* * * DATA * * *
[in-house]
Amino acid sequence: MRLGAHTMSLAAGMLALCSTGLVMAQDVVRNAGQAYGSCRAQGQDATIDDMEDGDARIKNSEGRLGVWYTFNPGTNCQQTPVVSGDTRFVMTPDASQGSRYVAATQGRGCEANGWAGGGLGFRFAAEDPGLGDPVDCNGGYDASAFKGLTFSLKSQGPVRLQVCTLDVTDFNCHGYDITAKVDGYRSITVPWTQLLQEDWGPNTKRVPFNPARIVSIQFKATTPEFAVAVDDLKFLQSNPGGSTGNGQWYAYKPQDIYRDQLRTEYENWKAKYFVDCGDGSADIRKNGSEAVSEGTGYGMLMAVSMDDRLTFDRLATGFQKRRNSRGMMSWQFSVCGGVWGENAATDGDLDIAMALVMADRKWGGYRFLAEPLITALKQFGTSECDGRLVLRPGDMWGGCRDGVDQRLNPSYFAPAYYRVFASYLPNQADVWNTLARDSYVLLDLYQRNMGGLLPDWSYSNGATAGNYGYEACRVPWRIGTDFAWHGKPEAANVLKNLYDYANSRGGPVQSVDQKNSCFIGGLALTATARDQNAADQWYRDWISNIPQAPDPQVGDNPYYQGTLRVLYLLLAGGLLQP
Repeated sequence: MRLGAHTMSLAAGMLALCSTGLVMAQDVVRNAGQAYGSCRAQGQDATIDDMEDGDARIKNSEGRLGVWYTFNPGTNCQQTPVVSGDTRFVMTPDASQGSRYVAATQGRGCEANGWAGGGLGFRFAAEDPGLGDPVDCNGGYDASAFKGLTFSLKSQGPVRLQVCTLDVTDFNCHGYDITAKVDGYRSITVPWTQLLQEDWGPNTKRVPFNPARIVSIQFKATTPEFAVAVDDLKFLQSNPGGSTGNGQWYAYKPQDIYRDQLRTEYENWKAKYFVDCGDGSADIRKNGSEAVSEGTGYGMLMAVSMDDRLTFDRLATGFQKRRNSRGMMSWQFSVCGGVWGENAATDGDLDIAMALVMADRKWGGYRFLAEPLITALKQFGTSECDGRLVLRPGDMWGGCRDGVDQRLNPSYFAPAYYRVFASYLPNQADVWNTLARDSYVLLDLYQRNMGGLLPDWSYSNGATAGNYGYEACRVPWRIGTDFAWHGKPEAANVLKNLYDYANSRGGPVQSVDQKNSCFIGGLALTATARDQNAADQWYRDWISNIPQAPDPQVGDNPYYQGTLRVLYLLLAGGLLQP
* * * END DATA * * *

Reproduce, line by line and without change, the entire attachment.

[in-house]
Amino acid sequence: MRLGAHTMSLAAGMLALCSTGLVMAQDVVRNAGQAYGSCRAQGQDATIDDMEDGDARIKNSEGRLGVWYTFNPGTNCQQTPVVSGDTRFVMTPDASQGSRYVAATQGRGCEANGWAGGGLGFRFAAEDPGLGDPVDCNGGYDASAFKGLTFSLKSQGPVRLQVCTLDVTDFNCHGYDITAKVDGYRSITVPWTQLLQEDWGPNTKRVPFNPARIVSIQFKATTPEFAVAVDDLKFLQSNPGGSTGNGQWYAYKPQDIYRDQLRTEYENWKAKYFVDCGDGSADIRKNGSEAVSEGTGYGMLMAVSMDDRLTFDRLATGFQKRRNSRGMMSWQFSVCGGVWGENAATDGDLDIAMALVMADRKWGGYRFLAEPLITALKQFGTSECDGRLVLRPGDMWGGCRDGVDQRLNPSYFAPAYYRVFASYLPNQADVWNTLARDSYVLLDLYQRNMGGLLPDWSYSNGATAGNYGYEACRVPWRIGTDFAWHGKPEAANVLKNLYDYANSRGGPVQSVDQKNSCFIGGLALTATARDQNAADQWYRDWISNIPQAPDPQVGDNPYYQGTLRVLYLLLAGGLLQP
Repeated sequence: MRLGAHTMSLAAGMLALCSTGLVMAQDVVRNAGQAYGSCRAQGQDATIDDMEDGDARIKNSEGRLGVWYTFNPGTNCQQTPVVSGDTRFVMTPDASQGSRYVAATQGRGCEANGWAGGGLGFRFAAEDPGLGDPVDCNGGYDASAFKGLTFSLKSQGPVRLQVCTLDVTDFNCHGYDITAKVDGYRSITVPWTQLLQEDWGPNTKRVPFNPARIVSIQFKATTPEFAVAVDDLKFLQSNPGGSTGNGQWYAYKPQDIYRDQLRTEYENWKAKYFVDCGDGSADIRKNGSEAVSEGTGYGMLMAVSMDDRLTFDRLATGFQKRRNSRGMMSWQFSVCGGVWGENAATDGDLDIAMALVMADRKWGGYRFLAEPLITALKQFGTSECDGRLVLRPGDMWGGCRDGVDQRLNPSYFAPAYYRVFASYLPNQADVWNTLARDSYVLLDLYQRNMGGLLPDWSYSNGATAGNYGYEACRVPWRIGTDFAWHGKPEAANVLKNLYDYANSRGGPVQSVDQKNSCFIGGLALTATARDQNAADQWYRDWISNIPQAPDPQVGDNPYYQGTLRVLYLLLAGGLLQP